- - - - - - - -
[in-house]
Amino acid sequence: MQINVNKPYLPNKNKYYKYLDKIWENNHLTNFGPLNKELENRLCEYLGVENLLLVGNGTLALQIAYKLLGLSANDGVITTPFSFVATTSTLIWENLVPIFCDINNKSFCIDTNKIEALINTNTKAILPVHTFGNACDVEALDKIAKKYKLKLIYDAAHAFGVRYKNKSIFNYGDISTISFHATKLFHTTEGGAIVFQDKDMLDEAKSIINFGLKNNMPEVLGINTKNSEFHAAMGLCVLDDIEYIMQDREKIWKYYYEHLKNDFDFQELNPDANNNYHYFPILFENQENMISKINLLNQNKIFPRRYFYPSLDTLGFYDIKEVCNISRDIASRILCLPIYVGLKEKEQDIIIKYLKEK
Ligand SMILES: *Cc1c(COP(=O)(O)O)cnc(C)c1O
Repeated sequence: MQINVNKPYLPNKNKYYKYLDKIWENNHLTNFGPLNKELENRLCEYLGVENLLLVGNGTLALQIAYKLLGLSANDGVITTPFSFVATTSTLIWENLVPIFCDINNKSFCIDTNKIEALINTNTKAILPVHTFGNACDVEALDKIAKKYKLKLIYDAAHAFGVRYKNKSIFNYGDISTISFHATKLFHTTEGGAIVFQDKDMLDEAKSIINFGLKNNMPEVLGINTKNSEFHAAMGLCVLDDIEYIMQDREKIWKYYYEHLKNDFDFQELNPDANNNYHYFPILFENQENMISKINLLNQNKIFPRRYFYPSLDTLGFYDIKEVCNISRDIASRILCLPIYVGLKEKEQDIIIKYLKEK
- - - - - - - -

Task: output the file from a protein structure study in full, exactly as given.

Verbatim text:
[in-house]
Amino acid sequence: MQINVNKPYLPNKNKYYKYLDKIWENNHLTNFGPLNKELENRLCEYLGVENLLLVGNGTLALQIAYKLLGLSANDGVITTPFSFVATTSTLIWENLVPIFCDINNKSFCIDTNKIEALINTNTKAILPVHTFGNACDVEALDKIAKKYKLKLIYDAAHAFGVRYKNKSIFNYGDISTISFHATKLFHTTEGGAIVFQDKDMLDEAKSIINFGLKNNMPEVLGINTKNSEFHAAMGLCVLDDIEYIMQDREKIWKYYYEHLKNDFDFQELNPDANNNYHYFPILFENQENMISKINLLNQNKIFPRRYFYPSLDTLGFYDIKEVCNISRDIASRILCLPIYVGLKEKEQDIIIKYLKEK
Ligand SMILES: *Cc1c(COP(=O)(O)O)cnc(C)c1O
Repeated sequence: MQINVNKPYLPNKNKYYKYLDKIWENNHLTNFGPLNKELENRLCEYLGVENLLLVGNGTLALQIAYKLLGLSANDGVITTPFSFVATTSTLIWENLVPIFCDINNKSFCIDTNKIEALINTNTKAILPVHTFGNACDVEALDKIAKKYKLKLIYDAAHAFGVRYKNKSIFNYGDISTISFHATKLFHTTEGGAIVFQDKDMLDEAKSIINFGLKNNMPEVLGINTKNSEFHAAMGLCVLDDIEYIMQDREKIWKYYYEHLKNDFDFQELNPDANNNYHYFPILFENQENMISKINLLNQNKIFPRRYFYPSLDTLGFYDIKEVCNISRDIASRILCLPIYVGLKEKEQDIIIKYLKEK